Taken together, the environmental costs of resource-wastage and the risk of releasing harmful refrigerants into the atmosphere can certainly seem daunting.
But, don't lose hope. All refrigeration units are not equal. Factoring eco-friendliness into your choices and keeping those environmental costs as low as possible, will certainly help you to make a difference as we all strive to avoid climate catastrophe.
Let's look away from the gloomy facts and towards a brighter future:
What Is Being Done About It?
When it comes to resource-wastage, manufacturers are responding through a broad array of schemes to make their machines more efficient.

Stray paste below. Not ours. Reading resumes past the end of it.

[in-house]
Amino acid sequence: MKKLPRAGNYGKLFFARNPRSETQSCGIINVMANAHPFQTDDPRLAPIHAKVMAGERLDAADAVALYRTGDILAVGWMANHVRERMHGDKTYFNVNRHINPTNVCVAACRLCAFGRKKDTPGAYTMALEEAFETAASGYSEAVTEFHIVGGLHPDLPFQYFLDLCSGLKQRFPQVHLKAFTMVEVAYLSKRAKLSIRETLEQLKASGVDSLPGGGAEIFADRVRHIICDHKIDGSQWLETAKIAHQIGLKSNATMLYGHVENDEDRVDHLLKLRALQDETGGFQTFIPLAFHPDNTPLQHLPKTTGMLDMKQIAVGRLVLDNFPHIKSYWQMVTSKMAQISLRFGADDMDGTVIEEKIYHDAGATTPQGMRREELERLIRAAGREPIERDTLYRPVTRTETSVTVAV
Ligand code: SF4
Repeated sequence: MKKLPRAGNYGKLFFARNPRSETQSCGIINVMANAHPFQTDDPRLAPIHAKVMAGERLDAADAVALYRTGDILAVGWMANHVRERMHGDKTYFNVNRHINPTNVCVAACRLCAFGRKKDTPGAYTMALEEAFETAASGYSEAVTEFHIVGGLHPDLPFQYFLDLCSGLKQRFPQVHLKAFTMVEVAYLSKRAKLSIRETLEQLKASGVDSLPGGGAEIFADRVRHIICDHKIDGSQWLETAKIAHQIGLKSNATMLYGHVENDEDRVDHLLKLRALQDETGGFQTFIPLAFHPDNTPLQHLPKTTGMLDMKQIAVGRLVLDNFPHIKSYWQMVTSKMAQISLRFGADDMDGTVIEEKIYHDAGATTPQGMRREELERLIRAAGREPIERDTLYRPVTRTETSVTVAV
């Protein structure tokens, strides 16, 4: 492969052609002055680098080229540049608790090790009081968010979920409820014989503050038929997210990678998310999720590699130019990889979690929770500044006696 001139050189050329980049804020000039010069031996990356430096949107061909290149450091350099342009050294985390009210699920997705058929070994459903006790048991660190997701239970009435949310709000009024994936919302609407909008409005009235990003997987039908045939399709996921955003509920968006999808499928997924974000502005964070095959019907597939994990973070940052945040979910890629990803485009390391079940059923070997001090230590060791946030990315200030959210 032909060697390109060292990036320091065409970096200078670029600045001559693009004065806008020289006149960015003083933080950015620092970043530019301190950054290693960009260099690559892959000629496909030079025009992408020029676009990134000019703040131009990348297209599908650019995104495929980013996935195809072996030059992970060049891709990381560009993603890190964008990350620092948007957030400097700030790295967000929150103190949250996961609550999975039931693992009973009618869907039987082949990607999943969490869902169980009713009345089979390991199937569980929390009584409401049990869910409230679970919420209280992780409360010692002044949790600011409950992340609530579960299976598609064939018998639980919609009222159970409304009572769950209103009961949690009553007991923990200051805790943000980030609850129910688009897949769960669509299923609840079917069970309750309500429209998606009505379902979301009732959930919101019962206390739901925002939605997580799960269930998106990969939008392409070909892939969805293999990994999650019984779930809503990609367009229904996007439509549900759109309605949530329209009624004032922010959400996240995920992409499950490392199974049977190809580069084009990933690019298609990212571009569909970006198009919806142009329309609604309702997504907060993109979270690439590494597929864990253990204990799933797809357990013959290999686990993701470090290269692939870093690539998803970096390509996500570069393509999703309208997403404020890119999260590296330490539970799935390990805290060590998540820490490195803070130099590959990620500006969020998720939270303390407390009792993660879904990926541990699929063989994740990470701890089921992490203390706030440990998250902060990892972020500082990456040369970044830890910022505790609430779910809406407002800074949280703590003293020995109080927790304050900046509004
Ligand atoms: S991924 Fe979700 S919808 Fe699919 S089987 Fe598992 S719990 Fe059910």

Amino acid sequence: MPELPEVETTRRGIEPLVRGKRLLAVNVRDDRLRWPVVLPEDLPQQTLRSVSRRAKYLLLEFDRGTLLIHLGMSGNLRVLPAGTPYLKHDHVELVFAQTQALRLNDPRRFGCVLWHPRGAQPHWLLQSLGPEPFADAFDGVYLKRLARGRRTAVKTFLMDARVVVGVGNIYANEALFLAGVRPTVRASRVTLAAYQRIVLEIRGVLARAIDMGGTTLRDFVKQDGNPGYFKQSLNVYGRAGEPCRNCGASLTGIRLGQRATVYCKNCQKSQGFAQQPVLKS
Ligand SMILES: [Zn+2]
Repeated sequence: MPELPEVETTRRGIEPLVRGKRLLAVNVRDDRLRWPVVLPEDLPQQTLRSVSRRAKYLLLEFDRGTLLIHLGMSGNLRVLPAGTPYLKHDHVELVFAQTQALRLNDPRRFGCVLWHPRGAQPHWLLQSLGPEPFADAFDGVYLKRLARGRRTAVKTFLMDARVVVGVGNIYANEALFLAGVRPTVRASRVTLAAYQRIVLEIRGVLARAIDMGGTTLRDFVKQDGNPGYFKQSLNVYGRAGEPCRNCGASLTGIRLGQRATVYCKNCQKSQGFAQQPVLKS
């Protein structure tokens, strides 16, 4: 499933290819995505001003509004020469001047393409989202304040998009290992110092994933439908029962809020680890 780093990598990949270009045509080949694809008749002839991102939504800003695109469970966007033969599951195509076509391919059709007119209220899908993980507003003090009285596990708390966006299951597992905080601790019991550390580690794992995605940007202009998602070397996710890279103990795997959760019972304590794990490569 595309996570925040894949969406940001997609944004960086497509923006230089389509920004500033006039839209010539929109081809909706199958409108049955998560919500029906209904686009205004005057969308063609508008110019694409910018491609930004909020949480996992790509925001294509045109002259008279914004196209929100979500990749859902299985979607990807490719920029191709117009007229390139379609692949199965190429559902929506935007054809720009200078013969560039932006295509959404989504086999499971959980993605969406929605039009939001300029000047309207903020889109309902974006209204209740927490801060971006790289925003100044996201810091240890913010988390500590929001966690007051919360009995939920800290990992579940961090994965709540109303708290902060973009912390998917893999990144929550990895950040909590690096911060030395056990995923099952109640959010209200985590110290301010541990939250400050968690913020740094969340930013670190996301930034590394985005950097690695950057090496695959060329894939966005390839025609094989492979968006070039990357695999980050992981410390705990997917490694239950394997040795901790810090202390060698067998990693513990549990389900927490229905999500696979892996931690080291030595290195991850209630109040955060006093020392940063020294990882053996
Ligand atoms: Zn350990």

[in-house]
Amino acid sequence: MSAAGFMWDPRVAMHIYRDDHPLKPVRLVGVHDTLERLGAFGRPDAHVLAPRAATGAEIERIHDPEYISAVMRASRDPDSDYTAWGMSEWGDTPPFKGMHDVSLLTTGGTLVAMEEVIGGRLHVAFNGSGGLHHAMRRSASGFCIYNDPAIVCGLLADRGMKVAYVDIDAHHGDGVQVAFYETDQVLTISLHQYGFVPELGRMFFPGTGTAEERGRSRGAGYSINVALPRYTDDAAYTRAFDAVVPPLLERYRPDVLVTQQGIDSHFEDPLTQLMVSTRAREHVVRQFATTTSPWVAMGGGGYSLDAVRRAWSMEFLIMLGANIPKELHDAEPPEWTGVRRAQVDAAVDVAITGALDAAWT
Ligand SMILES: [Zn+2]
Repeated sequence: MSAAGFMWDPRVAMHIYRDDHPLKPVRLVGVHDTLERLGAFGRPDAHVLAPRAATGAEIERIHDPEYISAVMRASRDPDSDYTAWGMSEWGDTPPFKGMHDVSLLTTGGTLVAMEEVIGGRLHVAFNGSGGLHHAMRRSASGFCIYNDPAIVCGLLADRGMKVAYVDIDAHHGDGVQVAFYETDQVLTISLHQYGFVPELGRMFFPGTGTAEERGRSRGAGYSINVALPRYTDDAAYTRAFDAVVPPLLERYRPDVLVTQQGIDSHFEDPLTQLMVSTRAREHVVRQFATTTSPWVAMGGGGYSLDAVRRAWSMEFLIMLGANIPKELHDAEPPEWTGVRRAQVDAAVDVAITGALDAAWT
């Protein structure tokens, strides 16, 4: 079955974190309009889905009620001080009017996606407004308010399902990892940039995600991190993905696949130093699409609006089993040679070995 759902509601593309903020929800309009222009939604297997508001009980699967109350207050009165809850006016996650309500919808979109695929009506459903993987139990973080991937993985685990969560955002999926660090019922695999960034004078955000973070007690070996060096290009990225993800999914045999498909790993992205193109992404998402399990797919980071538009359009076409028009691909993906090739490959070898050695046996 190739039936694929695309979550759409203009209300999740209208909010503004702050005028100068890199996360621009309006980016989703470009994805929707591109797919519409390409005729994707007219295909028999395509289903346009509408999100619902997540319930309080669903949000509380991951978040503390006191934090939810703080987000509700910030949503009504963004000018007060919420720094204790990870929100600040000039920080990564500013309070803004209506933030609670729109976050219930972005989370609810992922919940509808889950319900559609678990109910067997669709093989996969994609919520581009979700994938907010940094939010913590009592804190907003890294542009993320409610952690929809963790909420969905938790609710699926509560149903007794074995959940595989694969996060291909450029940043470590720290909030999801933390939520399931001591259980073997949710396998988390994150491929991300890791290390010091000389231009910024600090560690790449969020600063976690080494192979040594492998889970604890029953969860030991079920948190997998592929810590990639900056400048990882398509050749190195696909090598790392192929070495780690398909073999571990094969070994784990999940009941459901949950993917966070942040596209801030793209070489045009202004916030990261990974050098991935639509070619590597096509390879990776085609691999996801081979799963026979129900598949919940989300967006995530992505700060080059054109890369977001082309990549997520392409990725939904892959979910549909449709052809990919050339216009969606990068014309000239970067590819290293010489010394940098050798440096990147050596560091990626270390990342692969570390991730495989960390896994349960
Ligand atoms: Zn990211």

At the top of the list is certainly insulation. If you're shopping for an efficient fridge, freezer, or walk in cooler, be sure to pay attention to the R-value of its insulation. An R value is a measure of how well your refrigeration unit can resist heat flow, how well it can keep the cold in and the heat out.
Most refrigeration units come with insulation with an R value of 25 but the higher this number, the better the insulation and the less work your refrigeration unit will have to do to keep cold - that means the appliance will last longer and will require less energy to run.
But efficiency does not end with insulation.
We have seen high efficiency fans flood the market, with Tefcold's EC fans leading the way, keeping their coolers cool for less.
And, similarly, many manufacturers are also making the switch to LED lighting from the less efficient fluorescents, with Interlevin being a lighting pioneer.